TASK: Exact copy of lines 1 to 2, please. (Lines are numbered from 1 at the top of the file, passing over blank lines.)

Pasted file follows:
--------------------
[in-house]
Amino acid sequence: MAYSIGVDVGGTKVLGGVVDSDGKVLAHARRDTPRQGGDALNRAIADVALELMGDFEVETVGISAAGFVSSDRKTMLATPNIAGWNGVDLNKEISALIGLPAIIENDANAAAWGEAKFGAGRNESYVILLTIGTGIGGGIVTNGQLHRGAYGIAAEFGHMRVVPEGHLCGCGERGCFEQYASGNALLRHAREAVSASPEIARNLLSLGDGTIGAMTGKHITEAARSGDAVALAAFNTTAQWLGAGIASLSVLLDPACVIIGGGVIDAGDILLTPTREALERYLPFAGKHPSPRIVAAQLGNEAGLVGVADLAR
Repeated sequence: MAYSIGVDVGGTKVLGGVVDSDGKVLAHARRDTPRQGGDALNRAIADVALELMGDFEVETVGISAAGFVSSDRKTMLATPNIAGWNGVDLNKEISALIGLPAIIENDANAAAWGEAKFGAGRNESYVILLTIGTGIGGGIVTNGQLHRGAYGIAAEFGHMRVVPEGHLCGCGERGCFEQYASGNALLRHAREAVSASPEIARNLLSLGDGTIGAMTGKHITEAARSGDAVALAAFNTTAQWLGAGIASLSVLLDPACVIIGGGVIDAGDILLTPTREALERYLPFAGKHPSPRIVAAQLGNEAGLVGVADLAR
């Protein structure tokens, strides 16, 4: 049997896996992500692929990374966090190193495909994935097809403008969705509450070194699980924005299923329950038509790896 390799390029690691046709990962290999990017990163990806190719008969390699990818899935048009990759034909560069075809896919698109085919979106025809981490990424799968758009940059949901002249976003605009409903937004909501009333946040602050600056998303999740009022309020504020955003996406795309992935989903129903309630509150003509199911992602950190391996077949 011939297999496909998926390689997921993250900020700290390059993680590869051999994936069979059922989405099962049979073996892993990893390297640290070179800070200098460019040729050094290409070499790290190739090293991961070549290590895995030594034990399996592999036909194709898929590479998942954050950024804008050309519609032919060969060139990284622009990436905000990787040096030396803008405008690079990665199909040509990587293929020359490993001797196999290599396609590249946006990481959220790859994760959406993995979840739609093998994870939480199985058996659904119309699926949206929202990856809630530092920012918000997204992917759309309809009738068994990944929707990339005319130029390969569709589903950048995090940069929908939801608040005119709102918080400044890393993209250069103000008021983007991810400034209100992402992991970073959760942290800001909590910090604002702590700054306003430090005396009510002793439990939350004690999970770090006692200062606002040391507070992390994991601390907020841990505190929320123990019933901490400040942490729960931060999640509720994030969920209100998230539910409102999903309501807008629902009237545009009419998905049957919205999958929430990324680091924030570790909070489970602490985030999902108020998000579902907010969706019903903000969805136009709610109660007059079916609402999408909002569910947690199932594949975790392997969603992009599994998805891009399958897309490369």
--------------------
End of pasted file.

[in-house]
Amino acid sequence: MAYSIGVDVGGTKVLGGVVDSDGKVLAHARRDTPRQGGDALNRAIADVALELMGDFEVETVGISAAGFVSSDRKTMLATPNIAGWNGVDLNKEISALIGLPAIIENDANAAAWGEAKFGAGRNESYVILLTIGTGIGGGIVTNGQLHRGAYGIAAEFGHMRVVPEGHLCGCGERGCFEQYASGNALLRHAREAVSASPEIARNLLSLGDGTIGAMTGKHITEAARSGDAVALAAFNTTAQWLGAGIASLSVLLDPACVIIGGGVIDAGDILLTPTREALERYLPFAGKHPSPRIVAAQLGNEAGLVGVADLAR